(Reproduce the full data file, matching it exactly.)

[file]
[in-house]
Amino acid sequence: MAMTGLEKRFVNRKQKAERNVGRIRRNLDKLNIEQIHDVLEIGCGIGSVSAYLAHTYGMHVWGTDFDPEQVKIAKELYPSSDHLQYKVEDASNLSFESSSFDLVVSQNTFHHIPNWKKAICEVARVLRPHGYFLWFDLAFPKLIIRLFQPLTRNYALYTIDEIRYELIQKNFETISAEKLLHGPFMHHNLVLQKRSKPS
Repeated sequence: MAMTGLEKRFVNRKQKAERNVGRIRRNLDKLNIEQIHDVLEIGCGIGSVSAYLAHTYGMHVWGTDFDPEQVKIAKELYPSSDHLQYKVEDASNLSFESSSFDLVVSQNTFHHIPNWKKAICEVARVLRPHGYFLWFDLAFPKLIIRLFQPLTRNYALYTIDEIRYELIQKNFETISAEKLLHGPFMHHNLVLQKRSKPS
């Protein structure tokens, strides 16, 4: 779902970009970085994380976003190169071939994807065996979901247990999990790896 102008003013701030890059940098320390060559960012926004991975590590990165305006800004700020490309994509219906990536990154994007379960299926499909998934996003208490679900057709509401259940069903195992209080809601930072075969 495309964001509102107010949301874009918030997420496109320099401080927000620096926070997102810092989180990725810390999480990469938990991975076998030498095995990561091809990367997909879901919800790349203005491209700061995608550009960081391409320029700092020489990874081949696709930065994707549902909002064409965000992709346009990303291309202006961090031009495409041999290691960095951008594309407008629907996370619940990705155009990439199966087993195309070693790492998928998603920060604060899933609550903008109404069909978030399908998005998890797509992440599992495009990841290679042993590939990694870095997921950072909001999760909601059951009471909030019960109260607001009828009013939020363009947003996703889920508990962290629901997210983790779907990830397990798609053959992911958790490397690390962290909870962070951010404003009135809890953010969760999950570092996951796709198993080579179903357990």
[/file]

[in-house]
Amino acid sequence: MAMTGLEKRFVNRKQKAERNVGRIRRNLDKLNIEQIHDVLEIGCGIGSVSAYLAHTYGMHVWGTDFDPEQVKIAKELYPSSDHLQYKVEDASNLSFESSSFDLVVSQNTFHHIPNWKKAICEVARVLRPHGYFLWFDLAFPKLIIRLFQPLTRNYALYTIDEIRYELIQKNFETISAEKLLHGPFMHHNLVLQKRSKPS
Repeated sequence: MAMTGLEKRFVNRKQKAERNVGRIRRNLDKLNIEQIHDVLEIGCGIGSVSAYLAHTYGMHVWGTDFDPEQVKIAKELYPSSDHLQYKVEDASNLSFESSSFDLVVSQNTFHHIPNWKKAICEVARVLRPHGYFLWFDLAFPKLIIRLFQPLTRNYALYTIDEIRYELIQKNFETISAEKLLHGPFMHHNLVLQKRSKPS
């Protein structure tokens, strides 16, 4: 779902970009970085994380976003190169071939994807065996979901247990999990790896 102008003013701030890059940098320390060559960012926004991975590590990165305006800004700020490309994509219906990536990154994007379960299926499909998934996003208490679900057709509401259940069903195992209080809601930072075969 495309964001509102107010949301874009918030997420496109320099401080927000620096926070997102810092989180990725810390999480990469938990991975076998030498095995990561091809990367997909879901919800790349203005491209700061995608550009960081391409320029700092020489990874081949696709930065994707549902909002064409965000992709346009990303291309202006961090031009495409041999290691960095951008594309407008629907996370619940990705155009990439199966087993195309070693790492998928998603920060604060899933609550903008109404069909978030399908998005998890797509992440599992495009990841290679042993590939990694870095997921950072909001999760909601059951009471909030019960109260607001009828009013939020363009947003996703889920508990962290629901997210983790779907990830397990798609053959992911958790490397690390962290909870962070951010404003009135809890953010969760999950570092996951796709198993080579179903357990």